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Journal of Animal Science Abstract - Animal Production

Estimation of body weight and development of a body weight score for adult equids using morphometric measurements1

 

This article in JAS

  1. Vol. 92 No. 5, p. 2230-2238
     
    Received: May 10, 2013
    Accepted: Feb 07, 2014
    Published: November 21, 2014


    2 Corresponding author(s): krishona@umn.edu
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doi:10.2527/jas.2013-6689
  1. K. L. Martinson 2,
  2. R. C. Coleman,
  3. A. K. Rendahl,
  4. Z. Fang and
  5. M. E. McCue§
  1. Department of Animal Science, University of Minnesota, St. Paul 55108
    Department of Animal and Food Science, University of Kentucky, Lexington 40546
    School of Statistics, University of Minnesota, St. Paul 55108
    College of Veterinary Medicine, University of Minnesota, St. Paul 55108

Abstract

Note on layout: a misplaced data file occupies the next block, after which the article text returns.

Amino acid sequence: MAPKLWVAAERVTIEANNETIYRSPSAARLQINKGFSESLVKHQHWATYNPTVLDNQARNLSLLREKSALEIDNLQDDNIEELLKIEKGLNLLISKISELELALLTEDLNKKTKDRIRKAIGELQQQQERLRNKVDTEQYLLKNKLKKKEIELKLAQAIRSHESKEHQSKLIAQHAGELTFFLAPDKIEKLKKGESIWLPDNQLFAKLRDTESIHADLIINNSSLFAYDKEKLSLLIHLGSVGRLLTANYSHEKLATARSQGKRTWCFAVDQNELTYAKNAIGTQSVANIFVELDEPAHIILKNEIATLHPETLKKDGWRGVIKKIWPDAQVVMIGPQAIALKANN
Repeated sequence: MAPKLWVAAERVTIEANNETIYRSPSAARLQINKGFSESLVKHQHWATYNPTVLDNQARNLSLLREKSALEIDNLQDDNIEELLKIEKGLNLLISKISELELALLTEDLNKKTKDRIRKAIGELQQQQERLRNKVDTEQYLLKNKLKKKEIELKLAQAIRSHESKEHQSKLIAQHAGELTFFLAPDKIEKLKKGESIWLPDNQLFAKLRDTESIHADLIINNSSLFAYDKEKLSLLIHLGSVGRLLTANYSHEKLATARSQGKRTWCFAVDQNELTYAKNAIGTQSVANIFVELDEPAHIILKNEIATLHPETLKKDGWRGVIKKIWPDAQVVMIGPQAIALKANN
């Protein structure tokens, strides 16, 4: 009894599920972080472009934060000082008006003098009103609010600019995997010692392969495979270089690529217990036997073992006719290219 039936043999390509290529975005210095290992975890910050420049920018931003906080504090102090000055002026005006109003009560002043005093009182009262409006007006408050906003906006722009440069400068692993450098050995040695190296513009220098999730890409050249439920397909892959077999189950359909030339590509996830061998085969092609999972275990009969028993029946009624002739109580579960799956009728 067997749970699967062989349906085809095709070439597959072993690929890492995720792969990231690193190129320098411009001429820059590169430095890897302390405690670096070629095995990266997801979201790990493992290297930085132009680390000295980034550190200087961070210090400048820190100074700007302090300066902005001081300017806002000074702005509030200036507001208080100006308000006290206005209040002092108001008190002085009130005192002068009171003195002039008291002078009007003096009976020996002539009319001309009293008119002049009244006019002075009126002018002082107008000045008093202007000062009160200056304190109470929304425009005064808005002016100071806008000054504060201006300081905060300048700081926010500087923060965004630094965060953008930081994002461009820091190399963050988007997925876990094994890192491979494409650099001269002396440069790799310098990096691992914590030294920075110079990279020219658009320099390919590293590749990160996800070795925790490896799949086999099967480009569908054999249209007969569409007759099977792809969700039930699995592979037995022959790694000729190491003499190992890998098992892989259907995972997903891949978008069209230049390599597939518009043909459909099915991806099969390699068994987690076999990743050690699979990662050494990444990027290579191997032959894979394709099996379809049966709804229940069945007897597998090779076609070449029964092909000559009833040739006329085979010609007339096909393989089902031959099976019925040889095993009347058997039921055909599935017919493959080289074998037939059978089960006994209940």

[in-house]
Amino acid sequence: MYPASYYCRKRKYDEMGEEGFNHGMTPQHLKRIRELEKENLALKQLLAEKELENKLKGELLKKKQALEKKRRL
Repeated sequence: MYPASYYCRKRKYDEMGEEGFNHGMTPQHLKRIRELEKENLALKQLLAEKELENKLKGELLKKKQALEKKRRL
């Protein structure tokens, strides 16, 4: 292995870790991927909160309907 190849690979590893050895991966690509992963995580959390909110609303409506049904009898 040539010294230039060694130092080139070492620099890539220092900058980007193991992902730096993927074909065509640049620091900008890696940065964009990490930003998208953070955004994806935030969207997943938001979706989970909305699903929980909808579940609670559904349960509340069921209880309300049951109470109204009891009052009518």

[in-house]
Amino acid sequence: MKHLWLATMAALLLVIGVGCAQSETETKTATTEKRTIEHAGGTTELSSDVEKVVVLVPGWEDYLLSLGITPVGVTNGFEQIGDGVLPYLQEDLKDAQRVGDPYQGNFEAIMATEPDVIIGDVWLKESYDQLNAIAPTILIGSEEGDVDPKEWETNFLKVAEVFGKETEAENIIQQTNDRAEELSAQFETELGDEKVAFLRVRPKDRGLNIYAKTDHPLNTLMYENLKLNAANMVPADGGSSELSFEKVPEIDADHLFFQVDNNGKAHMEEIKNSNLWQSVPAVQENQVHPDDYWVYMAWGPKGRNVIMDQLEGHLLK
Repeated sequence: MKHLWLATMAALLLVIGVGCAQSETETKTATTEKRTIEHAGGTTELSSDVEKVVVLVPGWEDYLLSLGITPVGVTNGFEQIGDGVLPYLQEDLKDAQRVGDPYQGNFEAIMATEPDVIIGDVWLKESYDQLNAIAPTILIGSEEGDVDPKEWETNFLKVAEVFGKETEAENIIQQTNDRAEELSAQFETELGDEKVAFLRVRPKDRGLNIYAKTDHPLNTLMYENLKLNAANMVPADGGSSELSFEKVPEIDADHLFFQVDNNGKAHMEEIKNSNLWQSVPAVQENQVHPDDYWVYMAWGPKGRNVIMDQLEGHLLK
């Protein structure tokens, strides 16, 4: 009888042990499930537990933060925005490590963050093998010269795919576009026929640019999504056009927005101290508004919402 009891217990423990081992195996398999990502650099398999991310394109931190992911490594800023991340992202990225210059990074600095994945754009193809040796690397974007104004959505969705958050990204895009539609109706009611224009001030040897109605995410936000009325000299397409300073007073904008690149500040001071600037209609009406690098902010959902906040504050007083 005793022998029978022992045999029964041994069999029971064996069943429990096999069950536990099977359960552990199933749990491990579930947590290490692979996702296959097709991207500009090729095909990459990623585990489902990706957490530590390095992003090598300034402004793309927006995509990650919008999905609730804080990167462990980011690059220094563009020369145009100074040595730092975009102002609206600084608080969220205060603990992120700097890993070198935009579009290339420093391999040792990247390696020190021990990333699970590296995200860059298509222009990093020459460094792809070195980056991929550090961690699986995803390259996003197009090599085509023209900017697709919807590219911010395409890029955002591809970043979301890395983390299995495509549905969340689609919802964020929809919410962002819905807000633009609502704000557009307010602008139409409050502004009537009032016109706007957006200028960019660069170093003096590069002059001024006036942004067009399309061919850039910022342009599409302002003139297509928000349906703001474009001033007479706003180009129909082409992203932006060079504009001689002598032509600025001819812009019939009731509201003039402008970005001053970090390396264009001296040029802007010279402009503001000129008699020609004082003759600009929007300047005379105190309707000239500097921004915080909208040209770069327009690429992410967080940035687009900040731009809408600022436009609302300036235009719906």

Excessive BW has become a major health issue in the equine (Equus caballus) industry. The objectives were to determine if the addition of neck circumference and height improved existing BW estimation equations, to develop an equation for estimation of ideal BW, and to develop a method for assessing the likelihood of being overweight in adult equids. Six hundred and twenty-nine adult horses and ponies who met the following criteria were measured and weighed at 2 horse shows in September 2011 in Minnesota: age ≥ 3 yr, height ≥ 112 cm, and nonpregnant. Personnel assessed BCS on a scale of 1 to 9 and measured wither height at the third thoracic vertebra, body length from the point of shoulder to the point of the buttock, neck and girth circumference, and weight using a portable livestock scale. Individuals were grouped into breed types on the basis of existing knowledge and were confirmed with multivariate ANOVA analysis of morphometric measurements. Equations for estimated and ideal BW were developed using linear regression modeling. For estimated BW, the model was fit using all individuals and all morphometric measurements. For ideal BW, the model was fit using individuals with a BCS of 5; breed type, height, and body length were considered as these measurements are not affected by adiposity. A BW score to assess the likelihood of being overweight was developed by fitting a proportional odds logistic regression model on BCS using the difference between ideal and estimated BW, the neck to height ratio, and the girth to height ratio as predictors; this score was then standardized using the data from individuals with a BCS of 5. Breed types included Arabian, stock, and pony. Mean (±SD) BCS was 5.6 ± 0.9. BW (kg) was estimated by taking [girth (cm)1.486 × length (cm)0.554 × height (cm)0.599 × neck (cm)0.173]/3,596, 3,606, and 3,441 for Arabians, ponies, and stock horses, respectively (R2 = 0.92; mean-squared error (MSE) = 22 kg). Ideal BW (kg) was estimated by taking [length (cm) × 2.8] + [height (cm) × 4.2] – 611, 606, and 577 for Arabians, ponies, and stock horses, respectively (R2 = 0.86; MSE = 24). Equids with a BCS of ≥7 had a greater likelihood of being overweight, and the model suggested cutoffs at the 48th and 83rd percentiles for underweight and overweight individuals, respectively. Morphometric measurements were successfully used to develop equid BW-related equations.

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